First of all, do you really think it’s reasonable to ask a tax columnist to figure your estimated tax payments for you? Or even wise?
Second, be careful of the information you provide someone. As much as I appreciate the trust, please never send or provide detailed financial information to anyone, unless you have a professional relationship with them. In other words, you have hired them to provide you with financial or tax guidance.
That said, how can you figure out how much you should pay to cover your estimated tax obligation?
Here is the General Rule
You must pay estimated tax for 2010 if both of the following apply.
1. You expect to owe at least $1,000 in tax for 2010 after subtracting your withholding and credits.
2. You expect your withholding and credits to be less than the smaller of;
o 90% of the tax to be shown on your 2010 tax return, or
o 100% of the tax shown on your 2009 tax return. Your 2009 tax return must cover all 12 months.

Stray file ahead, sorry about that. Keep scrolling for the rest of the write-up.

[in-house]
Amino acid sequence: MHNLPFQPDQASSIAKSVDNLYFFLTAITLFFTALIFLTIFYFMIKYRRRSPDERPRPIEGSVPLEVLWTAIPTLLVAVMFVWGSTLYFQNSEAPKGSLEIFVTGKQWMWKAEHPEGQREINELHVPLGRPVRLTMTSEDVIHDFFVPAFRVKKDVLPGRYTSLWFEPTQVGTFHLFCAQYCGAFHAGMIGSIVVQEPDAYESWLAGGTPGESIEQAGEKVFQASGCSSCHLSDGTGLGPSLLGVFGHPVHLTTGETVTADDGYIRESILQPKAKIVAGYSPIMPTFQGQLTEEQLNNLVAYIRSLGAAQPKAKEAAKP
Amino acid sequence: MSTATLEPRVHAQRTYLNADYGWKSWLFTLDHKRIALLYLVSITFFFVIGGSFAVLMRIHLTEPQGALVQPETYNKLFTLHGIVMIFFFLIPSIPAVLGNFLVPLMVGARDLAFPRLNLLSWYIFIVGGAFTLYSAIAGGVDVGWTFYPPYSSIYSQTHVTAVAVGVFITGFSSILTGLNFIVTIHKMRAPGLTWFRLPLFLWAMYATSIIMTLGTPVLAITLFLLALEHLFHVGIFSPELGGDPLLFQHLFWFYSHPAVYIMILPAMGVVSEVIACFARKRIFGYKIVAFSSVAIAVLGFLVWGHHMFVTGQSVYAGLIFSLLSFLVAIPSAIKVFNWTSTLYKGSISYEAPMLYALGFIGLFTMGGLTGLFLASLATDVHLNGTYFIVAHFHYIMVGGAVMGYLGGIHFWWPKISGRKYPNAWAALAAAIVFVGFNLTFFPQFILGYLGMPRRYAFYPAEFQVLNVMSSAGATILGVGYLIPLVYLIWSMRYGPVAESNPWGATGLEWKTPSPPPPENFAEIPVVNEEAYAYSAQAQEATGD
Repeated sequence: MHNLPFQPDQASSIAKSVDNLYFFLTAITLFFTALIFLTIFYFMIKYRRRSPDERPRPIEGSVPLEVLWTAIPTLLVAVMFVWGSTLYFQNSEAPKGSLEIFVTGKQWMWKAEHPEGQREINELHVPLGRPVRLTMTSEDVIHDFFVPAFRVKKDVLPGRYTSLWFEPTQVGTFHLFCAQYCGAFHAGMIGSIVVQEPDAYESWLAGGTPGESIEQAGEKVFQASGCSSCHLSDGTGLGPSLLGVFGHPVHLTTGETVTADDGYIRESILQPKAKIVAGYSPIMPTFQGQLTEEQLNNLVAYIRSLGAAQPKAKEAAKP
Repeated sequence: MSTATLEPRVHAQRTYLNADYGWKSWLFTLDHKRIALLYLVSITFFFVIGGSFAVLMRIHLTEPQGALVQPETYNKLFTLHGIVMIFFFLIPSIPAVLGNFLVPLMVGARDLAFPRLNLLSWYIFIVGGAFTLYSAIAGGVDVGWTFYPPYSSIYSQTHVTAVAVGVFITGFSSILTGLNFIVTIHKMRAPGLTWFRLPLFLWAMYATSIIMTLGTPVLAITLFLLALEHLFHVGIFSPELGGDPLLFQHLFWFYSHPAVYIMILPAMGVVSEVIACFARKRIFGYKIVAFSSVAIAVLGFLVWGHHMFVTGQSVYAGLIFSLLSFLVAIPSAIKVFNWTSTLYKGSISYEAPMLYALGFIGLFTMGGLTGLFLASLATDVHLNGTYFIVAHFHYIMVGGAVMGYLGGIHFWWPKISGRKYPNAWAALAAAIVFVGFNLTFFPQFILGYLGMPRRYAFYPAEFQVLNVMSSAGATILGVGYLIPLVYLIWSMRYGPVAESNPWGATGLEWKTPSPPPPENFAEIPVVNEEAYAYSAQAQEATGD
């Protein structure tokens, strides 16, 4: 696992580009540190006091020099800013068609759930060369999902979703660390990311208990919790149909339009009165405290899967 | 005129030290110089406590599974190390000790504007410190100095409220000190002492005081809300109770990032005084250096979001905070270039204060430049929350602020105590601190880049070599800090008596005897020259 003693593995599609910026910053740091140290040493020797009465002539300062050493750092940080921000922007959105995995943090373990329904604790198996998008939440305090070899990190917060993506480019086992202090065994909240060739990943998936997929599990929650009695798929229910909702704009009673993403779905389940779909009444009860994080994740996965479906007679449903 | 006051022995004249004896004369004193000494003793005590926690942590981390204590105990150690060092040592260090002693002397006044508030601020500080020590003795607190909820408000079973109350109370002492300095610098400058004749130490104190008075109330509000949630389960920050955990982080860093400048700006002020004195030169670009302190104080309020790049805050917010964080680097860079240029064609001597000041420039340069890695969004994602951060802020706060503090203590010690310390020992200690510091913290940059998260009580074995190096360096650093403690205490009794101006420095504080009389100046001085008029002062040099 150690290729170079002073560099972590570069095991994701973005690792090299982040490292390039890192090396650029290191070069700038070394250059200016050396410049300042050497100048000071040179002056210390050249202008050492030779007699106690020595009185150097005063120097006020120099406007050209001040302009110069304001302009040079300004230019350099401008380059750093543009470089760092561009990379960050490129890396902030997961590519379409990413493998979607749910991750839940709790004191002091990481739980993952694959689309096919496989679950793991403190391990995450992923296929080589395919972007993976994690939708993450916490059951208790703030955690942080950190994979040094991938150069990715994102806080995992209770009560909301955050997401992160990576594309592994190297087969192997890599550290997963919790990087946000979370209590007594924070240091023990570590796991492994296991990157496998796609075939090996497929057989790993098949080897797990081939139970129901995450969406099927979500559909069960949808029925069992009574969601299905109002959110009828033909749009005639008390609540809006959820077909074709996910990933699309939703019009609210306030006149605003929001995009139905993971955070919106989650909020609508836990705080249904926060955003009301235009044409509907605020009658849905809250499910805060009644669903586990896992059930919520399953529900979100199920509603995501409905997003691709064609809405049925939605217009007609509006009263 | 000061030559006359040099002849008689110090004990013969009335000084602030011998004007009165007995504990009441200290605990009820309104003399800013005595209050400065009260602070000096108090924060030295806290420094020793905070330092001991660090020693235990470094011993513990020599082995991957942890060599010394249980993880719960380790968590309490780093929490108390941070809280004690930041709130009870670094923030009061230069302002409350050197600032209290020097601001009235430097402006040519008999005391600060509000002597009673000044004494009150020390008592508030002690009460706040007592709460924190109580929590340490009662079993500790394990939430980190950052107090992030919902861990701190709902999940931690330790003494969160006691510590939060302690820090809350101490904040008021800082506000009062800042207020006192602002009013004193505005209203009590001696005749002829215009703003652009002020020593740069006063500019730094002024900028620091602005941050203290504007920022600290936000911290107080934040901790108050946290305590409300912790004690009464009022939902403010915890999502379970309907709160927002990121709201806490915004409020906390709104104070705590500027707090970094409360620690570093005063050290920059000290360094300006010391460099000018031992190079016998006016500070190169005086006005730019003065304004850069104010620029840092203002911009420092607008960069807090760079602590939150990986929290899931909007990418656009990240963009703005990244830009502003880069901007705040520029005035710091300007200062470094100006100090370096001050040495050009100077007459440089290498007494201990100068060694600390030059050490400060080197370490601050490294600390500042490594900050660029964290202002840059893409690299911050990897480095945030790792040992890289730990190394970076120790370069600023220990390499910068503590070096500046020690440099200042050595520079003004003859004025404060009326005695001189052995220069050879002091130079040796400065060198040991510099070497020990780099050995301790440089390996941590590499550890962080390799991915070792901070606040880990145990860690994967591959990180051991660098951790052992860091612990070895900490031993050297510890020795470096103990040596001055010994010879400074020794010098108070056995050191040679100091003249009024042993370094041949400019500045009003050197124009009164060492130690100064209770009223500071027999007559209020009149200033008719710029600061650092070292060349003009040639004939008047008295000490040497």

Estimated tax payments are due quarterly (Based on IRS quarters, not real people quarters) – on April 15, June 15, September 15, January 15.
You will use Form 1040-ES to make the estimated tax payments. Better yet, set up an Electronic Federal Tax Payment System account and do it electronically. EFTPS accounts have no fees – www.eftps.gov .
You will find Tax Estimators at these sites:
You will find practical tips from William Perez, EA at about.com.
However, if you have wages, retirement income, Social Security, or unemployment consider adjusting your withholding to cover your taxes instead of making estimated tax payments. This will serve two purposes:
1) You won’t have to remember to make the payments.
2) You won’t face any late payment penalties if you missed the first 2 payments by starting to pay during the summer or fall.
And remember, you can find answers to all kinds of questions about estimated tax payments, and other tax issues, free. Where? Where else? At www.TaxMama.com.[Note: If you were subscribed to the e-mailed TaxQuips, you’d be getting other exciting news and tips by e-mail, that never appear on the site. Please click on the join TaxMama.com link – it’s free!]
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